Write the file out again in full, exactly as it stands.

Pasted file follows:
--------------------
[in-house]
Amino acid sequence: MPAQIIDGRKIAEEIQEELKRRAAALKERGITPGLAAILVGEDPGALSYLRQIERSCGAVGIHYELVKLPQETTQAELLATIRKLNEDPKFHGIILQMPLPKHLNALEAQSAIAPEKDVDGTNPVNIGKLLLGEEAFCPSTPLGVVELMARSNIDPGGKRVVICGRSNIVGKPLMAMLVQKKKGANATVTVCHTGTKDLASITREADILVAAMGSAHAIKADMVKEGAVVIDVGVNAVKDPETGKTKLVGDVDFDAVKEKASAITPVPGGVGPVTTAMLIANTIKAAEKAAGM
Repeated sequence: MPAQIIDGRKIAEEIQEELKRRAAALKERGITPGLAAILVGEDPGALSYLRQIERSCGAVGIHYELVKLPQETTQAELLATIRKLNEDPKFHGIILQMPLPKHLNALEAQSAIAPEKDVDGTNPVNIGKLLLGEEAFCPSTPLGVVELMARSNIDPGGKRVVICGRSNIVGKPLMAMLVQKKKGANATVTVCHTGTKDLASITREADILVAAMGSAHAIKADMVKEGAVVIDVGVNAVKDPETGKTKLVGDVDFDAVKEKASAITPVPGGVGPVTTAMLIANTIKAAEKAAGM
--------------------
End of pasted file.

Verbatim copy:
[in-house]
Amino acid sequence: MPAQIIDGRKIAEEIQEELKRRAAALKERGITPGLAAILVGEDPGALSYLRQIERSCGAVGIHYELVKLPQETTQAELLATIRKLNEDPKFHGIILQMPLPKHLNALEAQSAIAPEKDVDGTNPVNIGKLLLGEEAFCPSTPLGVVELMARSNIDPGGKRVVICGRSNIVGKPLMAMLVQKKKGANATVTVCHTGTKDLASITREADILVAAMGSAHAIKADMVKEGAVVIDVGVNAVKDPETGKTKLVGDVDFDAVKEKASAITPVPGGVGPVTTAMLIANTIKAAEKAAGM
Repeated sequence: MPAQIIDGRKIAEEIQEELKRRAAALKERGITPGLAAILVGEDPGALSYLRQIERSCGAVGIHYELVKLPQETTQAELLATIRKLNEDPKFHGIILQMPLPKHLNALEAQSAIAPEKDVDGTNPVNIGKLLLGEEAFCPSTPLGVVELMARSNIDPGGKRVVICGRSNIVGKPLMAMLVQKKKGANATVTVCHTGTKDLASITREADILVAAMGSAHAIKADMVKEGAVVIDVGVNAVKDPETGKTKLVGDVDFDAVKEKASAITPVPGGVGPVTTAMLIANTIKAAEKAAGM